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Re: Link: relation registry and 303

From: Jonathan Rees <jar@creativecommons.org>
Date: Thu, 29 Jan 2009 18:44:09 -0500
Cc: "www-tag@w3.org WG" <www-tag@w3.org>, Mark Nottingham <mnot@mnot.net>, Lisa Dusseault <lisa@osafoundation.org>
Message-Id: <FBAFE448-604E-47B6-8295-D152A8D1D1C3@creativecommons.org>
To: Tim Berners-Lee <timbl@w3.org>

Tim,

Thanks for your comments on this, they are helpful.

On Jan 29, 2009, at 2:39 PM, Tim Berners-Lee wrote:

> This architectural decision has been made and the cost in time
> of reopening it would be huge.  Further, there is a very large
> number of large resources in the Linked Open Data community which use
> the architecture and Linked Data clients which would have problems  
> with an IANA site
> which equates a document and a property.

Fine, but that won't matter to anyone unless they hear a convincing  
argument as to why respecting the httpRange-14 rule is important -  
what breaks? Why? What clients? (This is a genuine plea, one I've made  
previously, for information, not a challenge.) httpRange-14 still  
encounters heavy resistance from well-informed people after four  
years. It needs better marketing.

Some anecdotes would really help me here. The question "what concrete  
problem does it solve" is one I have trouble answering. I can make up  
stories, talk about communication friction and so on, but the abstract  
answers are not very convincing. I liked the bookmarking scenario you  
started on the call, and would like to hear more about it.

I don't think IANA (or Mark N) would be equating a document and a  
property. They are just saying that the 200 doesn't mean it's a  
document, and who are the TAG and the semantic web community to tell  
me otherwise?

> There are best practice documents such as
> http://www.w3.org/TR/swbp-vocab-pub/#recipe2
> to help developers set up web sites.

Difficulty of execution has not been the hurdle in the conversations  
I've had (but I do not deny that it's an issue for some people).

> The semantic web architecture has been developed on top of the  
> Internet
> architecture. (You cannot be expected to derive it from the HTTP  
> spec.)
> I can imagine IANA being hesitant to adopt linked data. It took a long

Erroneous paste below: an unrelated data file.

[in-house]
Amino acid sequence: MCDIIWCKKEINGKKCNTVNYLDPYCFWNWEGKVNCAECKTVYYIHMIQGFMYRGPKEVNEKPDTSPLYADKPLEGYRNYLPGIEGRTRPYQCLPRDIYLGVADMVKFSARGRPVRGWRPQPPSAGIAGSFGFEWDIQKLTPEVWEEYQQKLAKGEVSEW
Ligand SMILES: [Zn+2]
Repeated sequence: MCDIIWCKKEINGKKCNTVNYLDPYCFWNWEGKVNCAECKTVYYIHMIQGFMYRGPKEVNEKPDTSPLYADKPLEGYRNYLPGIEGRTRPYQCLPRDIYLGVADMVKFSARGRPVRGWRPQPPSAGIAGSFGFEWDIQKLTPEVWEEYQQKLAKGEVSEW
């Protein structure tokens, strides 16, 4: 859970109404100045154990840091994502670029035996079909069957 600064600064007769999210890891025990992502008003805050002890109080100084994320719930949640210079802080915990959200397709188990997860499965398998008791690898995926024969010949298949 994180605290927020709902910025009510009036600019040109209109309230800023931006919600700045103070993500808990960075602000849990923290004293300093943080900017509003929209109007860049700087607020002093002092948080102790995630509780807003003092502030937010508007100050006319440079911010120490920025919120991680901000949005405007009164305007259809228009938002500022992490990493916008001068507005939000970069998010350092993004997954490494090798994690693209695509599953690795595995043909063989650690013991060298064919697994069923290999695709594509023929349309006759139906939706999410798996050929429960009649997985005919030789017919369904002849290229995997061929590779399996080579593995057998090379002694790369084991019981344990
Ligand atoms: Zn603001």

> time for IANA to move toward publishing linked hypertext documents,  
> as plain text
> was the rule for many years.

This is not about IANA really; it's about two engineers active in IETF  
who don't care, an RFC 2616 author who doesn't get it, and a TAG  
member who can't sell the idea.

I'm not sure what you mean by "Internet architecture" if not what's  
documented in the RFCs. What am I missing?

I have thought of starting an httpRange-14 marketing circular, but I  
don't know everything I need to know, even though I've been following  
the discussion for over two years. I would have to dig into the www- 
tag archives and old TAG minutes to get some idea of how we got where  
we are. I'm in favor both of the particular rule (as good practice)  
and of the principle that the decision has been made and that we  
should follow it, but liking the rule is no help when asking others to  
follow it.

(I vote for it even though I haven't a clue what "represent" or  
"information resource" mean in practice, but that's another story.)

> I would note that it would in fact be great for everything at IANA  
> to have URIs which work in the linked data world.  All kinds of  
> technology would benefit from having URIs for IANA concepts.
> It would also be a good example for governments etc all over the  
> world.
>
> However, if not, in the meantime, while the IANA does not wish to be  
> compliant with the
> linked data architecture, one could simply replace the iana.org
> domain name with w3.org and run a compliant registry there.
> So a possibility would be for Mark's draft to replace the namespace  
> for
> describedBy in this way.

This sounds like a good compromise. I'll be interested to hear what  
Mark says. Putting it in W3C space has other benefits as well, such as  
being closer to where HTML, XHTML, RDFa, and POWDER - basically all  
the specs that might make use of it - are maintained. And I have found  
precedent for normative non-IANA URIs in RFCs (3651 and 4452), so it's  
not out of the question.

(A different compromise would be for the Link: relation URI to be  
defined to denote/identify a document that describes the relation...)

I'm willing to believe you when you say it's just a matter of time  
before the world sees that sites following the httpRange-14 rule have  
a clear advantage over those that don't. Unfortunately my vision of  
what that advantage would be is rather murky. (I'm not talking about  
RDF or linked data, which I think will eventually come to have  
recognized value. I'm only talking about httpRange-14.)

Tim, I'm really not trying to fight it, I'm just frustrated that I  
don't know how to advocate for it.

> If anyone at IANA needs help figuring out how to do this, I would be  
> haoppy to hep,
> as would typically various people in irc://irc.freenode.net/swig .
>
> Tim
>
[...]
> Were your discussions on an archived list?

No, sorry.

-Jonathan
Received on Thursday, 29 January 2009 23:45:02 GMT

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